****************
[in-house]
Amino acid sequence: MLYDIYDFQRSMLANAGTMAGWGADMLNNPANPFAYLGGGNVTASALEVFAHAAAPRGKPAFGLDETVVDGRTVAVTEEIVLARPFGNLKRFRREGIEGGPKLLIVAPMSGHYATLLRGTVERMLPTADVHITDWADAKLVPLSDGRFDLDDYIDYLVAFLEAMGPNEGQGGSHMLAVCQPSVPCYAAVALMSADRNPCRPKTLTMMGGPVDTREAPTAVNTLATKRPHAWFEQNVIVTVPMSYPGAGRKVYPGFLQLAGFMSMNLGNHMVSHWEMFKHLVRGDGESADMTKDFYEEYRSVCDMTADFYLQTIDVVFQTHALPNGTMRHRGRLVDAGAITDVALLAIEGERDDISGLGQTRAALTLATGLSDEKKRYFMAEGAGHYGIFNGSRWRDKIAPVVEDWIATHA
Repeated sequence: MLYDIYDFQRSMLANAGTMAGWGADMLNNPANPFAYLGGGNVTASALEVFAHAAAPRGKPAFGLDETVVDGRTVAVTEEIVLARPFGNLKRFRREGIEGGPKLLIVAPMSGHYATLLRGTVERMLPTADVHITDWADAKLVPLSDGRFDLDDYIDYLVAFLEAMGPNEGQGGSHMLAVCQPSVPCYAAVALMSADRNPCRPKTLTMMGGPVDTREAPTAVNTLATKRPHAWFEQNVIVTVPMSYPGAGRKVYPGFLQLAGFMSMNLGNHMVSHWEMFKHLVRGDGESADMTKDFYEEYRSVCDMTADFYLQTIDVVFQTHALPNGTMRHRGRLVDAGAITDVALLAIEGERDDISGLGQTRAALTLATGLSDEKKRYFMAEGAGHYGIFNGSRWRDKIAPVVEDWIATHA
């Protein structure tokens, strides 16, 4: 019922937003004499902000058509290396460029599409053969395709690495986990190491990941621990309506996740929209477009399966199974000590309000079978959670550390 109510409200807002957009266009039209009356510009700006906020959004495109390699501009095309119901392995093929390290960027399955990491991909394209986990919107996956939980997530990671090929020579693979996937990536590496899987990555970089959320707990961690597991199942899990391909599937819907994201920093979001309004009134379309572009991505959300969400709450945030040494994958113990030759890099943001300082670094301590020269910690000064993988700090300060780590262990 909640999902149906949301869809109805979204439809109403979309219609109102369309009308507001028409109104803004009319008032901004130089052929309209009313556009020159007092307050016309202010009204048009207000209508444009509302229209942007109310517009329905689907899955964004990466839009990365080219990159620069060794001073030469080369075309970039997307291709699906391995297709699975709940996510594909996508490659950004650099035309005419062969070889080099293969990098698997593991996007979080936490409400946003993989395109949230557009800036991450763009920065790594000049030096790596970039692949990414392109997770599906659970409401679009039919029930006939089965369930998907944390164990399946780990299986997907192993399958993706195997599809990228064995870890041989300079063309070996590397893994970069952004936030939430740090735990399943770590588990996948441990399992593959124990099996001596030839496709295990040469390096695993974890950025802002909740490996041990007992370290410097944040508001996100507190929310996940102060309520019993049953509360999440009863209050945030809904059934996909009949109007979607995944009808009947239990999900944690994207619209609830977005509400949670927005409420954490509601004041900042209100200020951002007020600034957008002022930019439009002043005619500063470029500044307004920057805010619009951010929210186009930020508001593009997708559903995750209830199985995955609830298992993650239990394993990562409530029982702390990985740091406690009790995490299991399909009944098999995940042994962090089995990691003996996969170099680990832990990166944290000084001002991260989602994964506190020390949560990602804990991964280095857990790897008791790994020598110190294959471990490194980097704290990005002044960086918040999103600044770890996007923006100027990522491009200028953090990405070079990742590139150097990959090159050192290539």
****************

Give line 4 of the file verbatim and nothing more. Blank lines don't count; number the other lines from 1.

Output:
């Protein structure tokens, strides 16, 4: 019922937003004499902000058509290396460029599409053969395709690495986990190491990941621990309506996740929209477009399966199974000590309000079978959670550390 109510409200807002957009266009039209009356510009700006906020959004495109390699501009095309119901392995093929390290960027399955990491991909394209986990919107996956939980997530990671090929020579693979996937990536590496899987990555970089959320707990961690597991199942899990391909599937819907994201920093979001309004009134379309572009991505959300969400709450945030040494994958113990030759890099943001300082670094301590020269910690000064993988700090300060780590262990 909640999902149906949301869809109805979204439809109403979309219609109102369309009308507001028409109104803004009319008032901004130089052929309209009313556009020159007092307050016309202010009204048009207000209508444009509302229209942007109310517009329905689907899955964004990466839009990365080219990159620069060794001073030469080369075309970039997307291709699906391995297709699975709940996510594909996508490659950004650099035309005419062969070889080099293969990098698997593991996007979080936490409400946003993989395109949230557009800036991450763009920065790594000049030096790596970039692949990414392109997770599906659970409401679009039919029930006939089965369930998907944390164990399946780990299986997907192993399958993706195997599809990228064995870890041989300079063309070996590397893994970069952004936030939430740090735990399943770590588990996948441990399992593959124990099996001596030839496709295990040469390096695993974890950025802002909740490996041990007992370290410097944040508001996100507190929310996940102060309520019993049953509360999440009863209050945030809904059934996909009949109007979607995944009808009947239990999900944690994207619209609830977005509400949670927005409420954490509601004041900042209100200020951002007020600034957008002022930019439009002043005619500063470029500044307004920057805010619009951010929210186009930020508001593009997708559903995750209830199985995955609830298992993650239990394993990562409530029982702390990985740091406690009790995490299991399909009944098999995940042994962090089995990691003996996969170099680990832990990166944290000084001002991260989602994964506190020390949560990602804990991964280095857990790897008791790994020598110190294959471990490194980097704290990005002044960086918040999103600044770890996007923006100027990522491009200028953090990405070079990742590139150097990959090159050192290539």